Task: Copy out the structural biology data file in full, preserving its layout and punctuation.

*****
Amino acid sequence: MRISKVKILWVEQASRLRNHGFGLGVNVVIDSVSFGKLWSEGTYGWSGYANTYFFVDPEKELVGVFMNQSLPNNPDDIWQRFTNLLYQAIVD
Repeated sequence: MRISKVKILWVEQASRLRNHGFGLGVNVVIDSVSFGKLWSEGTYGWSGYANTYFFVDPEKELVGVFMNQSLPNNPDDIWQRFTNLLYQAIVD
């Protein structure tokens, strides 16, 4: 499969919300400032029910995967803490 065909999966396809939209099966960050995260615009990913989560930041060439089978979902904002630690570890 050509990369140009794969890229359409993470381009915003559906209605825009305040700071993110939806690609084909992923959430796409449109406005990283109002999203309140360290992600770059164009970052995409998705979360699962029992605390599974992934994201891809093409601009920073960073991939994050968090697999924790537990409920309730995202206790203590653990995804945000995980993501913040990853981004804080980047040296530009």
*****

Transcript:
Amino acid sequence: MRISKVKILWVEQASRLRNHGFGLGVNVVIDSVSFGKLWSEGTYGWSGYANTYFFVDPEKELVGVFMNQSLPNNPDDIWQRFTNLLYQAIVD
Repeated sequence: MRISKVKILWVEQASRLRNHGFGLGVNVVIDSVSFGKLWSEGTYGWSGYANTYFFVDPEKELVGVFMNQSLPNNPDDIWQRFTNLLYQAIVD
């Protein structure tokens, strides 16, 4: 499969919300400032029910995967803490 065909999966396809939209099966960050995260615009990913989560930041060439089978979902904002630690570890 050509990369140009794969890229359409993470381009915003559906209605825009305040700071993110939806690609084909992923959430796409449109406005990283109002999203309140360290992600770059164009970052995409998705979360699962029992605390599974992934994201891809093409601009920073960073991939994050968090697999924790537990409920309730995202206790203590653990995804945000995980993501913040990853981004804080980047040296530009």